AIDS research is filled with Holy Grails--developing a vaccine, creating drugs that can cure the disease and, for both historical as well as treatment reasons, finding out how and when the virus emerged in the first place. The earliest sample of HIV-infected human blood dates back to 1959, but before that, the HIV family tree is bare.
Scientists at the Los Alamos National Laboratory turned computers to the task, and last week they came up with what they hope is the very bottom of that tree. By measuring the rate at which the virus has mutated since the epidemic began, they calculated that HIV made its first appearance sometime around 1930. The work does not establish whether the virus showed up first in humans or in chimps, but the prevailing theory is that infected animals passed the virus on to people.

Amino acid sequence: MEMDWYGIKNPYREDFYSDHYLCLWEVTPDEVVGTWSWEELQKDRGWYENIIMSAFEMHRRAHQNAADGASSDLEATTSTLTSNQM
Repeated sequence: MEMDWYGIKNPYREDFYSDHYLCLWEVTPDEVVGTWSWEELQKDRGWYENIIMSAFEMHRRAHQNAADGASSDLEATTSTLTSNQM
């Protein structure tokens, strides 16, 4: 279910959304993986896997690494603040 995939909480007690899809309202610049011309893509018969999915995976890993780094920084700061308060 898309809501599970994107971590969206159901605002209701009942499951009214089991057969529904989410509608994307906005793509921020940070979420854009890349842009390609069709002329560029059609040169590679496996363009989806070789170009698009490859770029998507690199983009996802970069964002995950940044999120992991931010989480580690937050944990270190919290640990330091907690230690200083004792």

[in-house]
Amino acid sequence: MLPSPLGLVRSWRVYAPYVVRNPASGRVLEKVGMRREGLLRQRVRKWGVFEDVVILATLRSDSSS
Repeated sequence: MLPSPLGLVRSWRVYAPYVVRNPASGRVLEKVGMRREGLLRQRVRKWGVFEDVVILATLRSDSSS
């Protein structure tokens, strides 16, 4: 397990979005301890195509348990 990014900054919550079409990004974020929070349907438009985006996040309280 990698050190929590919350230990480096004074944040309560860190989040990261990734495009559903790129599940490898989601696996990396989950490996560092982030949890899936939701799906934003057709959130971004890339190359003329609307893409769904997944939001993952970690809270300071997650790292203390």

If true, the earlier date casts serious doubt on several controversial theories that purport to trace the beginning of the epidemic to the 1950s--specifically to experimental polio vaccines made from chimp tissue and tested in parts of Africa. A more likely scenario: the virus passed from animal to man during hunting and butchering when human and infected chimp blood intermingled.
While a computer model is not as persuasive as a real virus, it may be--given the lack of reliable blood samples from earlier decades--the closest researchers will ever get to the roots of the AIDS epidemic.
--By Alice Park